We examine the height growth, diameter growth and below-ground allocation responses of mountain beech (Nothofagus solandri var. cliffortioides) seedlings to the experimental removal of root competition through root trenching and the addition of fertiliser within relatively intact-canopied mountain beech forest in the Craigieburn Range, Canterbury. Trenching and trenching combined with fertiliser increased relative height and diameter growth of mountain beech seedlings above that of controls.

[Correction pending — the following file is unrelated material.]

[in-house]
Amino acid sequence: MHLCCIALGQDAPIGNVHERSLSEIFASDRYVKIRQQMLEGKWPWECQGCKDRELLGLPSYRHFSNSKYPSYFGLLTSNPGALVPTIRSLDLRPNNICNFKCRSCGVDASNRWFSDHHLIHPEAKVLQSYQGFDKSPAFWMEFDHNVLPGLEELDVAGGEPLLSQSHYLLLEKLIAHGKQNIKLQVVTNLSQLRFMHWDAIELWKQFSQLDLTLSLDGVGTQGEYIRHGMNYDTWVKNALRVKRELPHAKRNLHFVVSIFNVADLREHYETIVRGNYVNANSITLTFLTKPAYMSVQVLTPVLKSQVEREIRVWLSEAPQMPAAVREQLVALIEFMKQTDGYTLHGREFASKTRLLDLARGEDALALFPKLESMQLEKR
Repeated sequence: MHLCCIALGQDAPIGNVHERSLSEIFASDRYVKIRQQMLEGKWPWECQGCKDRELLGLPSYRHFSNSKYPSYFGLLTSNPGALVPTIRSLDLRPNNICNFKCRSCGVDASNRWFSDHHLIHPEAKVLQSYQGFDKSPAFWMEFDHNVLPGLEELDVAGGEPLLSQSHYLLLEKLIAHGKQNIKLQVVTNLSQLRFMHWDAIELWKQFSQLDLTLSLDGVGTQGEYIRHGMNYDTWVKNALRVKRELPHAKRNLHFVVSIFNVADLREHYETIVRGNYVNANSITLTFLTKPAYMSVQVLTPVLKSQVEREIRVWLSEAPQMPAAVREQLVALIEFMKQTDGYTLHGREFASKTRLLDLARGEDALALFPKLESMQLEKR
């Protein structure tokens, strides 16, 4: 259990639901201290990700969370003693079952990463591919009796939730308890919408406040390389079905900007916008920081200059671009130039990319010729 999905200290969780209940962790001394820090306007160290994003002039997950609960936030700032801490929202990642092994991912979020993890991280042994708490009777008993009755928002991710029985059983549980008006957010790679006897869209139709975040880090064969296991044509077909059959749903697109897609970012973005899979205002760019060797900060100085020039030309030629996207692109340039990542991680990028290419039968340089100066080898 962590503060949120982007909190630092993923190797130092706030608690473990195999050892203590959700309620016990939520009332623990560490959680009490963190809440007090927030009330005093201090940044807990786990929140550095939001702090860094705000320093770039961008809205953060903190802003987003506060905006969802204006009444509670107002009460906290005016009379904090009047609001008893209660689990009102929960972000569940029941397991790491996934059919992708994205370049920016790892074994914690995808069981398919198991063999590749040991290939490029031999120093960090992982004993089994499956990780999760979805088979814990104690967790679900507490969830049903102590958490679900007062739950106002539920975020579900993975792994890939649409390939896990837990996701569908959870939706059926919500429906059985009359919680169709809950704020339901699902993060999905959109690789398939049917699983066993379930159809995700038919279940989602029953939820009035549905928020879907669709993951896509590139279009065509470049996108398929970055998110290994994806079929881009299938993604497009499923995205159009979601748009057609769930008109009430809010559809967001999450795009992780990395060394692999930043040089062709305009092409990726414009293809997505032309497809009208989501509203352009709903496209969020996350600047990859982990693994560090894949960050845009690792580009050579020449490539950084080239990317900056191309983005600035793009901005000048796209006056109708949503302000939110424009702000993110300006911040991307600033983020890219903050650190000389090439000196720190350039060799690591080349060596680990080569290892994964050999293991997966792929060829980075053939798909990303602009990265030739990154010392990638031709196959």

It has been suggested that plants can change soil characteristics via their litter to favour their own species. The New Zealand kauri tree (Agathis australis) presents an interesting case for studying such a positive feedback between plant and soil because it has a huge impact upon the soil. We hypothesised that, under mature kauri trees, compared with sites outside the projection of the crown, seedlings of angiosperm trees are relatively rare, while kauri seedlings are relatively common, due to the poor soil conditions and the higher light intensity.